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Revisiting Star Trek: Voyager's 'Caretaker'

The Voyager series premiere first aired 29 years ago today.

Collage of episodic stills from Star Trek: Voyager's premiere episode 'Caretaker'

Today is the 29th anniversary of Star Trek: Voyager.

Voyager's pilot episode, "Caretaker," is, in my opinion, one of the more successful introductions to a broad-canvas show with big ideas and multiple characters. I'd put it above The Next Generation's "Encounter at Farpoint" and Deep Space Nine's "Emissary" for sure. I'll have to take a second look at Enterprise's "Broken Bow" (as a part of that general Enterprise second look I've been meaning to take for some time now).

I took some notes on what "Caretaker" does right and what "Caretaker" does wrong. Tell me if you agree.


Captain Janeway is the boss.
Janeway sits in the captain's chair on the bridge of Voyager in 'Caretaker'


Right from the get-go, Janeway is approachable, but stern, decisive, and exudes authority. I still go back and forth over whether Kirk or Picard is the greatest captain, but Janeway is absolutely and forever a cut above Sisko and Archer. Anyone who disagrees with me will have to step outside (into the middle of the cold expanse of the Delta Quadrant).

Even as late as 1995, having a "woman captain" was a big deal. People weren't sure if the fans could handle it. (Maybe another franchise, but not ours.) When Harry Kim first addresses the captain, he calls her "sir." Janeway tells him that, despite Starfleet protocol, she doesn't care for "sir." He quickly pivots to "ma'am," and that's where she nails it.

"I prefer captain." Boom. Just like that, all gender hang-ups evaporate from the series. Janeway is the captain. Treat her as such.

Note: some research shows me that in the U.S. military, female officers are called "ma'am." On Battlestar Galactica, they were called "sir." But on Battlestar Galactica, they said a lot of weird frakkin' things.

I get Tom Paris now.
Tom Paris smirks up at Captain Janeway as she approaches him at a Federation penal settlement on Earth in 'Caretaker'


When Voyager first aired, I was a bit snippy during the first few seasons. Paris was, I thought, supposed to be some Han Solo-type rogue. And Robert Duncan McNeill isn't really all that dangerous. His character eventually grew into a totally new persona, but watching this again with a little more age and wisdom, I recognize what was actually going on. He's just a rich kid, pretending to be a badass! (And failing at it — booted from the Academy and pinched during his first Maquis run.)

I couldn't see it before, but he's perfect! I'd like to retroactively apologize to you, Tom Paris, for the few early seasons when I claimed your character wasn't working.

In "Caretaker," you meet a bunch of key members of Voyager's crew. And then they drop dead.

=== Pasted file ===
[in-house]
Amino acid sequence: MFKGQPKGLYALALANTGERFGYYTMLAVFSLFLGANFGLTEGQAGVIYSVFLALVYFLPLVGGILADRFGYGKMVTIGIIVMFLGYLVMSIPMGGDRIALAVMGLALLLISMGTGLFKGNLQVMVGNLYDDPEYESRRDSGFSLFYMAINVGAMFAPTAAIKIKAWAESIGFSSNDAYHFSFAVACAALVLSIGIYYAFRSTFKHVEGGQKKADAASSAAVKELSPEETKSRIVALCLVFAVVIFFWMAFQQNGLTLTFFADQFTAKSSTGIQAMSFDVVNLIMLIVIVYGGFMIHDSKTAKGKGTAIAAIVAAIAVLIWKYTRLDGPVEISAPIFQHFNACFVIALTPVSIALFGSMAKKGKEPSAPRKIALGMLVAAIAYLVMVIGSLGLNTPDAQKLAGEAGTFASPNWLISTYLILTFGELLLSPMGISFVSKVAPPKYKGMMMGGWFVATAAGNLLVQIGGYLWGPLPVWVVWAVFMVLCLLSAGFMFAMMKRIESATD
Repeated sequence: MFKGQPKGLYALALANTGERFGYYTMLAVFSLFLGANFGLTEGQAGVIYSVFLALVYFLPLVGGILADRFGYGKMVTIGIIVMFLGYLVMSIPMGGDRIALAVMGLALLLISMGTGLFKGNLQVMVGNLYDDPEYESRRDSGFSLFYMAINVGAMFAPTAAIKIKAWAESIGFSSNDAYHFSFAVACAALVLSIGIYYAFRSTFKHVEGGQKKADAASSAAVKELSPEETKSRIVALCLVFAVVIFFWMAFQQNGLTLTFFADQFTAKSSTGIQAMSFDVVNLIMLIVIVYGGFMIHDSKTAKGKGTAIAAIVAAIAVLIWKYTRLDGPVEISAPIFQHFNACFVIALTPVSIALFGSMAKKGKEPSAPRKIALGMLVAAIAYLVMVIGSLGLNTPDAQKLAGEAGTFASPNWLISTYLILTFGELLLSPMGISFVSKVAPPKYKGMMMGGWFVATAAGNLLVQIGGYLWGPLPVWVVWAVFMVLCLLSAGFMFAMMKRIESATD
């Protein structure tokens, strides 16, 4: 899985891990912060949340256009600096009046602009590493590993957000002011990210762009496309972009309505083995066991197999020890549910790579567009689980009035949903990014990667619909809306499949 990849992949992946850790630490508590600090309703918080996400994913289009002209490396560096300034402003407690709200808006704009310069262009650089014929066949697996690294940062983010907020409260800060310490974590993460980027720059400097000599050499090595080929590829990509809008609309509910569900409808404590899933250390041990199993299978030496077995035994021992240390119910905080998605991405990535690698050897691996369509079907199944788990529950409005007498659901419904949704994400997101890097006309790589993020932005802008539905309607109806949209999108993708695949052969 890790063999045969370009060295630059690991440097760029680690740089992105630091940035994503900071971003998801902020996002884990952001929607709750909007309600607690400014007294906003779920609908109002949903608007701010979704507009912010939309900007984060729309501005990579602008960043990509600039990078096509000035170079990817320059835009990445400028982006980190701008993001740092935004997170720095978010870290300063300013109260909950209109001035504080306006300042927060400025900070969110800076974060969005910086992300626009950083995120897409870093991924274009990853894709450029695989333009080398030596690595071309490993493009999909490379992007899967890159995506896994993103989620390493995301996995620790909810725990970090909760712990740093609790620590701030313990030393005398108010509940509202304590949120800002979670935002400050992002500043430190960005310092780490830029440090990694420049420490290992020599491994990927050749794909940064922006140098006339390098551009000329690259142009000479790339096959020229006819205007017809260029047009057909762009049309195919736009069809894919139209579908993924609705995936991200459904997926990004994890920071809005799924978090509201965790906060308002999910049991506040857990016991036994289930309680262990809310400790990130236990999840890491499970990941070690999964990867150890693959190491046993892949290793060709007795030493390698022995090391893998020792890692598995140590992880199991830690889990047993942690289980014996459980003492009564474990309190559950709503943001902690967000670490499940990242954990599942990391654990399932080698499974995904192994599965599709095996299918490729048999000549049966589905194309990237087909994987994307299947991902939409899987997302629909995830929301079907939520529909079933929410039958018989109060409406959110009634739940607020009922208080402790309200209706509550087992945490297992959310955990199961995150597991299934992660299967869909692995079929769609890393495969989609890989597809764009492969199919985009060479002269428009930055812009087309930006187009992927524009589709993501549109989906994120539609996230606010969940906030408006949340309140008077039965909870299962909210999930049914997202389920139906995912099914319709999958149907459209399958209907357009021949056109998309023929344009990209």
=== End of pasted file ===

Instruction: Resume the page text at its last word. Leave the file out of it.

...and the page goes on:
Captain Janeway introduces Tom Paris and Harry Kim to First Officer Cavit who shakes hands with Kim on the bridge of Voyager in 'Caretaker'


The chaos of the ship's kidnapping, especially as seen through Ensign Harry Kim's eyes, makes it clear up front that Voyager is for real.

First Officer Cavit, Pilot Stadi, the Chief Engineer, the Chief Medical Officer (the guy who was mean to Paris in the mess hall), and his nurse are all DEAD about 20 minutes into the first episode. When watching it the first time, when we didn't know who were the characters who were gonna stick around, this made for a disorienting feeling. And that helps us understand how the characters feel being 70,000 light years from home.


There's a great moment toward the end of "Caretaker."
Voyager destroys the array in 'Caretaker'


Janeway has decided to destroy the Array, thus saving Ocampa, but marooning everyone out in the Delta Quadrant. B'Elanna Torres, understandably, starts freaking out. "Who is she to be making these decisions for us," the Maquis dissident asks.

"She's the captain,” Chakotay responds. It's a terrific line, and when they show the clip at conventions it gets a big round of applause. But does it make sense? I agree that Chakotay would eventually see the sense in joining forces with Voyager and following Starfleet's rules. But so quickly? Not sure.

By destroying the Array, Janeway saves Ocampa.
The Kazon Jabin contacts Voyager and appears on their viewscreen, telling them that they have made an enemy this day in 'Caretaker'


The Ocampan people will… um… wait, how is destroying the Array helping the Ocampans again? The Array is feeding them enough energy for five years, but also sealing up their barriers to protect them from the Kazon-Ogla. I think.

But by destroying it, this means the Ocampans will be forced to go the surface and… uh… well, actually, I'm not 100% sure what Janeway has in mind. It all buzzes by so fast, but if you stop and think about it, I'm not sure I quite makes sense.

I mean, it looks great. The Array blows up. This means the Kazon-Ogla can't take it over. But the plan is a little fuzzy. And more importantly, they never tell the Ocampans anything. Maybe I missed it?

While I'm picking nits, how the heck did Kes and Neelix ever meet and fall in love?
Standing in front of Captain Janeway, Kes and Neelix stand side-by-side as he wraps his arm around her shoulders in 'Caretaker'


It wasn't like he could get to the underground Ocampan community (which looks like a giant food court, by the way.) He must have met her while she was being held by the Kazon-Ogla, during one of his trading sessions. But do the Kazon-Ogla look like the type to just let Neelix stroll around and schmooze with one of their kidnapped slaves? I don't think so.

Despite these problems, "Caretaker" does a great job of taking our characters out of a comfortable setting and dumping them off where no one has gone before. If "Caretaker" is fresh in your mind, maybe you can weigh in on what you think works well and what works… not so well.